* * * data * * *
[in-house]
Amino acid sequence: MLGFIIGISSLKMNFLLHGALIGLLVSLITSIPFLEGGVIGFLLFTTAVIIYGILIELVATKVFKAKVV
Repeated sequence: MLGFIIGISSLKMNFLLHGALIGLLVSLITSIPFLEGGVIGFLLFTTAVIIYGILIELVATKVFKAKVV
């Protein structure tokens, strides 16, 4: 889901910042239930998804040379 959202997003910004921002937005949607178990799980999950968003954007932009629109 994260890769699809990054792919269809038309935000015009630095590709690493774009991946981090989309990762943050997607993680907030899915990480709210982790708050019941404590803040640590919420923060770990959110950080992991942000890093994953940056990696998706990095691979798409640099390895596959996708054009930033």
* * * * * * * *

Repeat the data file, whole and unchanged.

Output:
[in-house]
Amino acid sequence: MLGFIIGISSLKMNFLLHGALIGLLVSLITSIPFLEGGVIGFLLFTTAVIIYGILIELVATKVFKAKVV
Repeated sequence: MLGFIIGISSLKMNFLLHGALIGLLVSLITSIPFLEGGVIGFLLFTTAVIIYGILIELVATKVFKAKVV
């Protein structure tokens, strides 16, 4: 889901910042239930998804040379 959202997003910004921002937005949607178990799980999950968003954007932009629109 994260890769699809990054792919269809038309935000015009630095590709690493774009991946981090989309990762943050997607993680907030899915990480709210982790708050019941404590803040640590919420923060770990959110950080992991942000890093994953940056990696998706990095691979798409640099390895596959996708054009930033």